• The 2nd Special Warfare Training Group
        • The Special Warfare Education Group
        • The Special Warfare Medical Group

As a whole, the Green Berets have 9 doctrinal missions, which are:

  • unconventional warfare – reducing the enemy’s military capability
  • foreign defense (internal) – combating threatened or actual insurgency
  • direct action – conducting small-scale raids, ambushes, strikes
  • counterinsurgency – defeating irregular forces, like guerillas and revolutionaries
  • anti/counterterrorism – combating or eliminating terrorism
  • special reconnaissance – gathering intelligence and targeting, planning, and executing attacks
  • information operations – protecting information systems and affecting adversary systems
  • counterproliferation – combating the proliferation of weapons
  • security force assistance – supporting groups of a foreign host

They also have secondary missions, such as:

  • search and rescue
  • hostage rescue
  • manhunts
  • peacekeeping
  • humanitarian assistance

To enter the Special Forces, a candidate must tick all of the following checkboxes:

  • Be between 20 and 36 years old
  • Be a citizen of the United States
  • Be a high school graduate
  • Have a GT score of at least 110 / a CO score of 110 on the ASVAB
  • Have airborne qualifications or previously volunteered for airborne training
  • Have passed:
    • The Physical Fitness Assessment
    • The SF Physical IAW AR 40-501 Medical Fitness Standards
    • Secret Security Clearance

Once selected, a Special Force candidate must complete:

  • Initial Formal Training (officially called the Special Forces Qualification Course), which is divided into 4 stages. This can be between 55 and 95 weeks, depending on the candidate’s main job field.
  • Advanced Skills Courses, such as the Combat Diver Qualification Course, the Military Free Fall Parachutist Course, the Special Forces Sniper Course, and the Special Operations Combat Medic.

There are also Special Forces in other service branches, including the Marine Corps, Navy, and Air Force. But they are not called the “Green Berets.”

  • The Marine Corps’ Special Forces are called the “Marine Raiders.”
  • The Navy’s Special Forces are called the ”Navy SEALS.”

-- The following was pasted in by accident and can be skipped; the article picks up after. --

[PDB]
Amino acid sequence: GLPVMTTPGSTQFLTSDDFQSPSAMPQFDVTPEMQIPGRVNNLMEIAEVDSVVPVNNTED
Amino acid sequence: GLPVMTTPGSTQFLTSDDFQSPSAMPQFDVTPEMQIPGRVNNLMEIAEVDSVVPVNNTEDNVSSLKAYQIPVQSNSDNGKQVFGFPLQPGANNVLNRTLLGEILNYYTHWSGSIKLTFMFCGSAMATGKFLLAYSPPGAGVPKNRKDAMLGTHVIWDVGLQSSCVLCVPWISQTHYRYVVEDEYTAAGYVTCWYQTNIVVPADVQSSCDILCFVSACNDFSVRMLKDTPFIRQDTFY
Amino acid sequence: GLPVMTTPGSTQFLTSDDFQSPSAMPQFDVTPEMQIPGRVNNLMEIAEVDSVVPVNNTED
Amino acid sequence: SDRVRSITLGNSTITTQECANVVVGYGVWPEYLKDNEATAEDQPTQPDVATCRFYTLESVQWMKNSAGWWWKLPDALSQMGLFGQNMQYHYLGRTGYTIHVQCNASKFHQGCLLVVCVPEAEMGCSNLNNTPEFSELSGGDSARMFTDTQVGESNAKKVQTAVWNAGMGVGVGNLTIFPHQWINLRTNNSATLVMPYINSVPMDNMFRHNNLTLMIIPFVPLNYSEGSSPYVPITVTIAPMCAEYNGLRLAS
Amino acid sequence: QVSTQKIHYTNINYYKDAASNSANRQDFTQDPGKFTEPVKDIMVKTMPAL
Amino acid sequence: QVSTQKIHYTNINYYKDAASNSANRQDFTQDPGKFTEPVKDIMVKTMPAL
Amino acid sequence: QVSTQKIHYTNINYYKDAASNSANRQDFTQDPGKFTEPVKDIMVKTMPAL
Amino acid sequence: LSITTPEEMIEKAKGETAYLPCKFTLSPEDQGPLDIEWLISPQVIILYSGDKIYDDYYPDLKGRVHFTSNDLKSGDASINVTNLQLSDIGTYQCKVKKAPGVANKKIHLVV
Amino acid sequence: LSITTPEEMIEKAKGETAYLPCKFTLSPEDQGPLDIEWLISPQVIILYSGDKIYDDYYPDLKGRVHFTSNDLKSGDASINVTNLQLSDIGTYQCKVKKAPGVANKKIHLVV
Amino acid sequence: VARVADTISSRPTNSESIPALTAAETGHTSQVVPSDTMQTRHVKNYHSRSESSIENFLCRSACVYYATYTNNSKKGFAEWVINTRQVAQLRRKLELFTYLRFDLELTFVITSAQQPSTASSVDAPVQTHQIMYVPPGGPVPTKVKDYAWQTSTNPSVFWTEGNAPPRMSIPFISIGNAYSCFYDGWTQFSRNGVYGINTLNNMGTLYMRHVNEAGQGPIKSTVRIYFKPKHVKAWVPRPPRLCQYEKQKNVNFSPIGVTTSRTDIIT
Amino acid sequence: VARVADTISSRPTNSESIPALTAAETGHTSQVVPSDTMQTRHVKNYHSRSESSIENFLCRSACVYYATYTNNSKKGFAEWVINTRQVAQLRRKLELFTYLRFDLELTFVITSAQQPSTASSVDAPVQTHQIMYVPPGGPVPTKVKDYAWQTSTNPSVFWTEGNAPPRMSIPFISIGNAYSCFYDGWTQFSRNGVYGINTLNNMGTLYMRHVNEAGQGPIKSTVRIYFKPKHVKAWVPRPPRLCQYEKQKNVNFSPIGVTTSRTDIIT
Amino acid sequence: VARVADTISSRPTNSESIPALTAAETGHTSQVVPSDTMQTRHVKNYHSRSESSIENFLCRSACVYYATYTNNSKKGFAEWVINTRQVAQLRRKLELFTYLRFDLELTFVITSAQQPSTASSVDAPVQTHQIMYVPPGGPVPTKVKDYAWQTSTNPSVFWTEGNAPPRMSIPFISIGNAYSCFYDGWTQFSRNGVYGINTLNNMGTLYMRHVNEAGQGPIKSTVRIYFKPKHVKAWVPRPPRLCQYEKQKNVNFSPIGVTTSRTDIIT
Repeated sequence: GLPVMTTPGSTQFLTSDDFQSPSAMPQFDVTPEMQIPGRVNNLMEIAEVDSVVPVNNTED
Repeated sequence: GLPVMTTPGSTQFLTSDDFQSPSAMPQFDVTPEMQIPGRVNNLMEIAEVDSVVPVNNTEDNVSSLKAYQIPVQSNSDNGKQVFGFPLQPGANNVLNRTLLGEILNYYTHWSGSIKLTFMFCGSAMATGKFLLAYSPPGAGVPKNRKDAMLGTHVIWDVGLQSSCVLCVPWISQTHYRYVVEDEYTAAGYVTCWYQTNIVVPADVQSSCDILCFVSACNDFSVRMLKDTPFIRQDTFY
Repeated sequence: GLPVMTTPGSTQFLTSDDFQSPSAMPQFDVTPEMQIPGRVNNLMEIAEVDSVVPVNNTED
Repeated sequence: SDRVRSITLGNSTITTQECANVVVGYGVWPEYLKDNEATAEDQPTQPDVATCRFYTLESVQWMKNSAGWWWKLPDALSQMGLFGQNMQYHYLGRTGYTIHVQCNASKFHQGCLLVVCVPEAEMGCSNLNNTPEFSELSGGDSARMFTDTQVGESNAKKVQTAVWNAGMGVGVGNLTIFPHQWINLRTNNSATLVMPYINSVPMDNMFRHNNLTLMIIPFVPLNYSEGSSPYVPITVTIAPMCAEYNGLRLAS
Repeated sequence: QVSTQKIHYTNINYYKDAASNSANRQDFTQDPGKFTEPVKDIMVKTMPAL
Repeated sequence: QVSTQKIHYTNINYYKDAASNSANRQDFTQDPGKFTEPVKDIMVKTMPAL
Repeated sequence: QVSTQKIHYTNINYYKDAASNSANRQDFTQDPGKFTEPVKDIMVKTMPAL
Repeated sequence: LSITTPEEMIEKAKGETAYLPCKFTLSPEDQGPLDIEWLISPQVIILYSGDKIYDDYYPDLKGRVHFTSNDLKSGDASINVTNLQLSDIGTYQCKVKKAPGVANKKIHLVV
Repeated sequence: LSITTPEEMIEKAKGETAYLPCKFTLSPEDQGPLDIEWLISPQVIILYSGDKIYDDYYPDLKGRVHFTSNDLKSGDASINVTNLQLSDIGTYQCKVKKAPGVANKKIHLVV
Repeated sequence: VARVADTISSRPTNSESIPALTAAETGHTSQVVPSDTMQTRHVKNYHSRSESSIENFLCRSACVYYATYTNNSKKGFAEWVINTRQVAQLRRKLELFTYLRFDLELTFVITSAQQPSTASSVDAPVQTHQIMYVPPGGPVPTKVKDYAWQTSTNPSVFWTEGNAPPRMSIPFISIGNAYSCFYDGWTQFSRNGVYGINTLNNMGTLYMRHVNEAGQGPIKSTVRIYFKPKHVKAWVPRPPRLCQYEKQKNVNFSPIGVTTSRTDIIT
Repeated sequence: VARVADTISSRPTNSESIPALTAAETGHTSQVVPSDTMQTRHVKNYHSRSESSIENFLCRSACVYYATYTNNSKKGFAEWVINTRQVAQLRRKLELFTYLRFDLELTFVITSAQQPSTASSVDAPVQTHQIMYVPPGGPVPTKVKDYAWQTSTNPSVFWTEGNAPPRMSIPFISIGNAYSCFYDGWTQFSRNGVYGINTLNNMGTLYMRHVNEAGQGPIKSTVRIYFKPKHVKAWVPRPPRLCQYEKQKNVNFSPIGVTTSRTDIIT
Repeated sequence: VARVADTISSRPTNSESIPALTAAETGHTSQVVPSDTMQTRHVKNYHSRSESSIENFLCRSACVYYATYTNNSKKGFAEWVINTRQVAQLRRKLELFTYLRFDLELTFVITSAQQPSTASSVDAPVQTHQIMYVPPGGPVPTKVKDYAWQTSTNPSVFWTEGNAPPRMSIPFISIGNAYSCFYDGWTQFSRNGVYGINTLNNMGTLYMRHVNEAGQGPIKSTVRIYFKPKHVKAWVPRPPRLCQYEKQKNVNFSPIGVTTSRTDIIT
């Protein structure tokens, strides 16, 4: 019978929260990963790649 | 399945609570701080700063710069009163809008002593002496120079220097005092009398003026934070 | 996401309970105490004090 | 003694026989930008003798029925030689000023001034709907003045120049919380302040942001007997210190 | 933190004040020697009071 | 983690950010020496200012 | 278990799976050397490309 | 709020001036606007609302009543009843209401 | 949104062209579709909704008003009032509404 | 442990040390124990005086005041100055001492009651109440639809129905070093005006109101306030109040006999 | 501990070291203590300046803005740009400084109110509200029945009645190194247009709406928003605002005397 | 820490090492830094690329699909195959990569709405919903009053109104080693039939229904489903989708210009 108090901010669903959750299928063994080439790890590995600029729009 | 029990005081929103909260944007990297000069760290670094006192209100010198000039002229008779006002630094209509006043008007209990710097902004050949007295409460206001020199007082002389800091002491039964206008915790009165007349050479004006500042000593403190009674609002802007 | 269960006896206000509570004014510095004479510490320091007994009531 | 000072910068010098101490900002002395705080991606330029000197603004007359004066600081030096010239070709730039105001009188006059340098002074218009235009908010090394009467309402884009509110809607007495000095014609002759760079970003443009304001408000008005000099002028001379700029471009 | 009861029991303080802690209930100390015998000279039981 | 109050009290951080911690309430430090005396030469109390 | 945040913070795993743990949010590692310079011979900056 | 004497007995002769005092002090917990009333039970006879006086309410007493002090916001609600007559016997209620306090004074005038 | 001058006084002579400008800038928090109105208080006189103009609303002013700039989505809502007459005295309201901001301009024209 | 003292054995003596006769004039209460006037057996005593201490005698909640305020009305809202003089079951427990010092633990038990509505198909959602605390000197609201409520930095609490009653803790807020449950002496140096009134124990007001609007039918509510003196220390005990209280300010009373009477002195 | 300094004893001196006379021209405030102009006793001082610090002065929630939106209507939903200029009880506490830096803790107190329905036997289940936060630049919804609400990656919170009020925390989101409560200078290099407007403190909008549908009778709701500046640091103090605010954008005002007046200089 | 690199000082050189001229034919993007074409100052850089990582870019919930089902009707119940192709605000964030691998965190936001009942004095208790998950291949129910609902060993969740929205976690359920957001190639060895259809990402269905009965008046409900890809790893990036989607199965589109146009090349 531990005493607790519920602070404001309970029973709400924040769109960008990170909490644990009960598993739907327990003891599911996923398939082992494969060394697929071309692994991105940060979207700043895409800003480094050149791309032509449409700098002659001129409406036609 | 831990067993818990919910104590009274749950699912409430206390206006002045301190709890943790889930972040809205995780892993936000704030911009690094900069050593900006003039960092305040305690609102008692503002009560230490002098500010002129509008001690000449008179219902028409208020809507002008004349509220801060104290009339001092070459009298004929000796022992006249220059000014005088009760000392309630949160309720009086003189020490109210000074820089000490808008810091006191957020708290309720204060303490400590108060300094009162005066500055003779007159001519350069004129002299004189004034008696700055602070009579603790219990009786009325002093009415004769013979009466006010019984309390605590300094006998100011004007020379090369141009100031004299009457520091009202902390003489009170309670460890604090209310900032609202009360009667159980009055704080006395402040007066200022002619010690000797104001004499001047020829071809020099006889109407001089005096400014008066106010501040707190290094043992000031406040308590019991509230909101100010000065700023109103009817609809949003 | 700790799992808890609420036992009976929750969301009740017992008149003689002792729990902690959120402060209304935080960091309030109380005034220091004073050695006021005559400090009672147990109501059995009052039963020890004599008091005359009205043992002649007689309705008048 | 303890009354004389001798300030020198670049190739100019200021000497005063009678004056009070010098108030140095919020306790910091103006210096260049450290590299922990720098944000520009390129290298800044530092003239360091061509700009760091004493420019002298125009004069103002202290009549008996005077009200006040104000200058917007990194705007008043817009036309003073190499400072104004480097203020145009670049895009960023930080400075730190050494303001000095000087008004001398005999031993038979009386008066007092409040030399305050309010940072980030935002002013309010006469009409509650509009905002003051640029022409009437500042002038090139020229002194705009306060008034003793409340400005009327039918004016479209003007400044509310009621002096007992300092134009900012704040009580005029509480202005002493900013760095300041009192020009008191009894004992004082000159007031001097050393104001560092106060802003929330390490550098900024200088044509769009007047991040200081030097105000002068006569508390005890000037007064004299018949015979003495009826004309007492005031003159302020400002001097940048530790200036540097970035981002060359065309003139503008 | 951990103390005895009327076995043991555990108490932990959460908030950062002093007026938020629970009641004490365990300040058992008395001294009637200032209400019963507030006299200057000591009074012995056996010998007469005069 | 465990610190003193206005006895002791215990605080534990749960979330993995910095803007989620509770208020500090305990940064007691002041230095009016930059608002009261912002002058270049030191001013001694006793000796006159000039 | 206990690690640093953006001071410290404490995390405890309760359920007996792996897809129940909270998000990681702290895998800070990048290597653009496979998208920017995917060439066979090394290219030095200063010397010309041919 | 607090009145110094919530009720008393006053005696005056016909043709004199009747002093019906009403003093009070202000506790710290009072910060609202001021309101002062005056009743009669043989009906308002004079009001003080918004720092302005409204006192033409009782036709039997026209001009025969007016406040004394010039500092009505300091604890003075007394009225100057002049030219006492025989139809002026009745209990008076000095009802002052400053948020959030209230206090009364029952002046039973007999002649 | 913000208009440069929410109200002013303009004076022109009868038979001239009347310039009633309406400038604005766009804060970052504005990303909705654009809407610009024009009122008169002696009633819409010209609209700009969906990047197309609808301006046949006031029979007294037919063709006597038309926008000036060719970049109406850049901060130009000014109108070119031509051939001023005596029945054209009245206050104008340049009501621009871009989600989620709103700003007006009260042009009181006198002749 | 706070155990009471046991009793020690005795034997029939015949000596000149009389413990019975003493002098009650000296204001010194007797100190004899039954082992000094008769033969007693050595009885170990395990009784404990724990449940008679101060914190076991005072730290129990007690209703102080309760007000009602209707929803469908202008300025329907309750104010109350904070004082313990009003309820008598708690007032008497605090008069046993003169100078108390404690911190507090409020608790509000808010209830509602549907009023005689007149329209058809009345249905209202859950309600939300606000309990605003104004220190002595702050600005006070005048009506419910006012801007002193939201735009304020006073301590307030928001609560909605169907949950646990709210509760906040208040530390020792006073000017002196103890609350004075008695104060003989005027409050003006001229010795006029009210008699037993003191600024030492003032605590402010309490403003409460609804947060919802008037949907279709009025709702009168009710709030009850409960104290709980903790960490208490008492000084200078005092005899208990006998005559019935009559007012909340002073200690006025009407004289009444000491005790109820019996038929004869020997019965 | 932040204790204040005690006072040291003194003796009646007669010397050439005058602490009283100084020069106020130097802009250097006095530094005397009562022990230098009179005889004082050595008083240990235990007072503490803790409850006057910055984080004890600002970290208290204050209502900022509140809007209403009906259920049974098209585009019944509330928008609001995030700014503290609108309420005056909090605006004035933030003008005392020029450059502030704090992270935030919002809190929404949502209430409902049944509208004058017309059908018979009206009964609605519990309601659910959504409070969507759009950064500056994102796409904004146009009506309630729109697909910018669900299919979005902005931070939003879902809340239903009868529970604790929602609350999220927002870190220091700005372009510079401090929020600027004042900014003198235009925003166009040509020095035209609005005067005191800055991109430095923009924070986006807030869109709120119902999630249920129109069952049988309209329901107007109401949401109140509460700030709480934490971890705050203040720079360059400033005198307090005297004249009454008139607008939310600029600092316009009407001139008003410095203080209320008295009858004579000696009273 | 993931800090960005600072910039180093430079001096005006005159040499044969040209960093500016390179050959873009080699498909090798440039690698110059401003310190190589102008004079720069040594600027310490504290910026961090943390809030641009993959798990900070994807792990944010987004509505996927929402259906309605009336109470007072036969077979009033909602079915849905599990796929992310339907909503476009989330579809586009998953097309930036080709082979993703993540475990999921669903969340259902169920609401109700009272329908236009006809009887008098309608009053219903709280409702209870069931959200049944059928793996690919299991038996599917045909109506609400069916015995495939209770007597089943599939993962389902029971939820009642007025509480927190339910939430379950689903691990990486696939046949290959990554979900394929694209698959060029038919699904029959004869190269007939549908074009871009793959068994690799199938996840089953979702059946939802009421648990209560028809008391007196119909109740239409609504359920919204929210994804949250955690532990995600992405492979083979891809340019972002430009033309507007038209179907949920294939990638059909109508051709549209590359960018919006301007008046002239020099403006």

• The Air Force’s Special Forces are called the “Air Force Special Tactics Force.”

The Special Forces, since their establishment in 1952, have carried out operations in:

  • Afghanistan
  • Bosnia
  • Cambodia
  • Colombia
  • El Salvador
  • First Gulf War
  • Guatemala
  • Haiti
  • Iraq
  • Kosovo
  • Laos
  • Nicaragua
  • Niger
  • Panama
  • Somalia
  • Syria
  • The Philippines
  • Vietnam
  • Yemen

to name a few.

They are armed with an expansive range of weapons, including handguns, submachine guns, rifles and carbines, machine guns, shotguns, sniper- and precision rifles, and launchers. In addition, they operate ground mobility vehicles (GMVs) and military helicopters.

Here is an example of a GMV. It was operated by the 3rd Special Forces Group.

 You can recognize them through this branch insignia

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Conclusion

There is a lot to explore when it comes to JFK policies. What we covered today on JFK’s foreign policy regarding, “John. F. Kennedy’s military policies encouraged more funding for what?” was just one of the many. For example, we highly recommend looking into John F. Kennedy’s domestic policies and “What is the most important foreign policy event of the Kennedy administration?”

Hopefully, you have our article interesting and informative. If you have any other follow-up questions to ask or thoughts to share, feel free to leave us a comment. We always love hearing from our readers. So, do not be shy!